However, the initial radiocarbon dates didn’t follow this pattern. A team of researchers from UQ, UoW, James Cook University, the University of Freiburg and ANSTO were called in to assist. They found that the application of standard radiocarbon dating methods to the springs was problematic due to groundwater fluctuations and biological processes such as root growth down through the sediments. “We needed to isolate carbon from the sediments created at the time of past burning events” explains Emily.

Emily and the team found that a relatively new radiocarbon pre-treatment technique, called hydrogen pyrolysis (HyPy) allowed that process to take place and removed most other contaminants. Emily finally obtained a logical sequence of  radiocarbon dates for the springs using this technique.

Next, the research team worked out whether the past environmental changes seen at Black Springs reflected broader scale climatic change across the Kimberley, or whether they were a response to local spring dynamics.

“We did this by analysing three springs spread across a distance of 100km, and by looking at the microfossils and geochemistry of their sediments. Interestingly, each of the springs started to accumulate sediment at roughly the same time – during the deglacial around 14,500 years ago. This suggested to us that we were seeing a response to a regional scale change in climate at this time” Emily says.

With the help of Dr Jon Tyler from the University of Adelaide, statistical techniques showed that there were indeed synchronous changes at the three springs in the geochemistry and non-pollen palynomorphs (ecological microfossils which are preserved alongside pollen but which are derived from other sources such as algae and fungi). “This showed us that these indicators were responding to regional scale changes, and that the springs were recording climatic changes across northwest Australia.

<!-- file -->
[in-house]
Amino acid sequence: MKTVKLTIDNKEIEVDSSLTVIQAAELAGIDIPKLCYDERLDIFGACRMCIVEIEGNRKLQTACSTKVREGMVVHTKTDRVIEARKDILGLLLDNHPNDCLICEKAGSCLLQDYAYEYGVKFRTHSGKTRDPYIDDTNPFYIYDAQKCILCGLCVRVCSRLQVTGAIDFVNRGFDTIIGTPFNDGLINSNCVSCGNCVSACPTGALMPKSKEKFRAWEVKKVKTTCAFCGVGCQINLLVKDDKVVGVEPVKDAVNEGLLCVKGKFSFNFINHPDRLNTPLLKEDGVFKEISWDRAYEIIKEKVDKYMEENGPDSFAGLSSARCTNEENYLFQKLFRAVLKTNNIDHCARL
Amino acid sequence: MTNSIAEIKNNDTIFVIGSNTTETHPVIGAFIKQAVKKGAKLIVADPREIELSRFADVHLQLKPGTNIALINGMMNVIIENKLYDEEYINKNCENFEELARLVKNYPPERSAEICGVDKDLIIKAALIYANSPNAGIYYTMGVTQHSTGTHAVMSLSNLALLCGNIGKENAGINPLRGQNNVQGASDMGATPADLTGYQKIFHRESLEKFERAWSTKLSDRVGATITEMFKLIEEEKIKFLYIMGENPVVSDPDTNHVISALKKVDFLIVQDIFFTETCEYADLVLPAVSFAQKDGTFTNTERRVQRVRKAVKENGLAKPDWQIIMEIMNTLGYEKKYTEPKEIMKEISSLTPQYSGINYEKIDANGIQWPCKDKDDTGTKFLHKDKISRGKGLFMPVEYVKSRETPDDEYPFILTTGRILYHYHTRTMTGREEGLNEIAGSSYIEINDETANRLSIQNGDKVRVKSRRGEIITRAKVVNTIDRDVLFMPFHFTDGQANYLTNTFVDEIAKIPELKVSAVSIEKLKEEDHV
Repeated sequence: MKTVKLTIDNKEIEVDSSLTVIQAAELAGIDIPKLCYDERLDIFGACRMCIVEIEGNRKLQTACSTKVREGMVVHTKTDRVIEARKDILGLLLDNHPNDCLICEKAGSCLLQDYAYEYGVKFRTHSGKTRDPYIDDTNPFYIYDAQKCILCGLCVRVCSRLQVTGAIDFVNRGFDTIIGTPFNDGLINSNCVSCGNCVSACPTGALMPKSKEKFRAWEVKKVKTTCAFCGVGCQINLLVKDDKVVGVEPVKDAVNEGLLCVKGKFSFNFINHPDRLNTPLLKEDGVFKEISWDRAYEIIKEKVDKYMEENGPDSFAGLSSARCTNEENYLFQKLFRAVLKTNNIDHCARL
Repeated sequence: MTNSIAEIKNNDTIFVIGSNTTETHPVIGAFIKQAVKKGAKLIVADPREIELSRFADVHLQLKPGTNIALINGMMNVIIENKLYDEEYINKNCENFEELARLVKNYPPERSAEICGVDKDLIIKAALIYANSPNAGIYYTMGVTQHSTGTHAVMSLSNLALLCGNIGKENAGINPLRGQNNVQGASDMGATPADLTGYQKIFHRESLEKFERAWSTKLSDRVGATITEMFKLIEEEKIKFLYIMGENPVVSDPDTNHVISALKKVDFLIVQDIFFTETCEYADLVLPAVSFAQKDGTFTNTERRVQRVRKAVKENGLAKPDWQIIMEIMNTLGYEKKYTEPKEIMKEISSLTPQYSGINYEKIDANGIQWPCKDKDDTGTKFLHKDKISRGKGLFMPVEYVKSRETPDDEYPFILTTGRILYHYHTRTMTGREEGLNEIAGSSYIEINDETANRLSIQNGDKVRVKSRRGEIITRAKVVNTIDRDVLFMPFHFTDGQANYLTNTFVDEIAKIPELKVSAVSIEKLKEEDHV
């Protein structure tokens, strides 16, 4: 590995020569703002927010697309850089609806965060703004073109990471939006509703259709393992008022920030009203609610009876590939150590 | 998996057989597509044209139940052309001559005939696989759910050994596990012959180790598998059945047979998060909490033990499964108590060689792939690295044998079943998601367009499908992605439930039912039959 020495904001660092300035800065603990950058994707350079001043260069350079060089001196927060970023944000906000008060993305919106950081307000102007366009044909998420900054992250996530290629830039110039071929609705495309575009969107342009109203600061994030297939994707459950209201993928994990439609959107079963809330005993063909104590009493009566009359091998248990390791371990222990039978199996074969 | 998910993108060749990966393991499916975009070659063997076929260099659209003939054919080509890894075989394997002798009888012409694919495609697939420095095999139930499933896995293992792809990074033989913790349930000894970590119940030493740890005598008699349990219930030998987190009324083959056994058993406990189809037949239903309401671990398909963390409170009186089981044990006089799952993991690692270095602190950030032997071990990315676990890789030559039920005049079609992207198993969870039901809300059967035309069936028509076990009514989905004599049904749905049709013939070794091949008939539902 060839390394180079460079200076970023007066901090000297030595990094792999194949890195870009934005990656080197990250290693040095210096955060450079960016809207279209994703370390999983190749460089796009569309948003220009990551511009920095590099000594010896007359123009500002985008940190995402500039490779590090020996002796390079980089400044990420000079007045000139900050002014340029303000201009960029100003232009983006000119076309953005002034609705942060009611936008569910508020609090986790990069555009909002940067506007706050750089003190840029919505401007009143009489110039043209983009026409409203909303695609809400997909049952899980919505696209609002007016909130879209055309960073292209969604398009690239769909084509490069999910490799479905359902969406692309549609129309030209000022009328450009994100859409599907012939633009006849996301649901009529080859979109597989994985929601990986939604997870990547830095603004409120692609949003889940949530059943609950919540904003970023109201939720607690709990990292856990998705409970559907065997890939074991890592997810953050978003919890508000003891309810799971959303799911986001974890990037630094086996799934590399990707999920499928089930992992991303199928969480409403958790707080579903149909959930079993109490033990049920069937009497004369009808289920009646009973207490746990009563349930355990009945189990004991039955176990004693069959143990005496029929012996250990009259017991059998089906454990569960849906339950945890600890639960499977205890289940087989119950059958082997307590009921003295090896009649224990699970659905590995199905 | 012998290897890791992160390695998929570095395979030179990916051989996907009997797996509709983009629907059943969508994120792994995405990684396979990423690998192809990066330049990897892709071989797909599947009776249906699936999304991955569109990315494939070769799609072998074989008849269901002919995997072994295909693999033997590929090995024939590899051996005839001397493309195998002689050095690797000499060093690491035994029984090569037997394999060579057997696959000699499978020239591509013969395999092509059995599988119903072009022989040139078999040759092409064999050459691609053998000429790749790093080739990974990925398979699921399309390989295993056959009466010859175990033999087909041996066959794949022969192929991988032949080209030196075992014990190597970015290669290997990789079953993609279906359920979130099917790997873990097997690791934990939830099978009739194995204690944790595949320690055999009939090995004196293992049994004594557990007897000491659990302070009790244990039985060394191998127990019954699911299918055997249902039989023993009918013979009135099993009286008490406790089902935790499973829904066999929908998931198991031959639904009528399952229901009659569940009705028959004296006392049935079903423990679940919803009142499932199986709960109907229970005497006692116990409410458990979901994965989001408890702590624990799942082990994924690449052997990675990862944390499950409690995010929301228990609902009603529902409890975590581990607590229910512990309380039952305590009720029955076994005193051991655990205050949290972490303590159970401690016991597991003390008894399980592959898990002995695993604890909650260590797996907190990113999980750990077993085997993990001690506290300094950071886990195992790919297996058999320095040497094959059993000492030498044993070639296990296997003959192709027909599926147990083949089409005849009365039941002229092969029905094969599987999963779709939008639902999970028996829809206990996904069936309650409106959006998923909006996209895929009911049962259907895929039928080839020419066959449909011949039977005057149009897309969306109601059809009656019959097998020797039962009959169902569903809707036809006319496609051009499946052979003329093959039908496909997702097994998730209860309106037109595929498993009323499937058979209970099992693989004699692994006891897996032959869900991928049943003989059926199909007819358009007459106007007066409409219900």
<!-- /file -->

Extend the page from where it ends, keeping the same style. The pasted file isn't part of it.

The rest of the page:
“What we now know from the palaeoenvironmental records developed from the three springs is that monsoonal precipitation increased in the deglacial from around 14,500 years and remained relatively high until about 7500 years ago. It seems to have been particularly wet across the region between 11,000 – 7500 years before present but the monsoon then appeared to weaken after 7,500 years. We see a short return to increased rainfall at about 4200 years ago.”

This coincides with the global ‘4.2 ka event’ which was one of the most severe climatic events of the last 12,000 years, although there are limited records for this event from Australia. “It’s intriguing that we’re picking this up in the northwest,” says Emily. The records also show that the monsoon weakened 2600 years ago, with a period of particularly low rainfall between 2000 and 1000 years, before becoming more active again in the last millennium.

“What we hope now is that our records of environmental change can be useful to all the other researchers working in the Kimberley and that our work will go on to help others interpret their records” Emily says

L-R Hamish McGowan and Emily Field, University of Queensland, sampling Mud Springs, North Kimberley. Photo: Sam Marx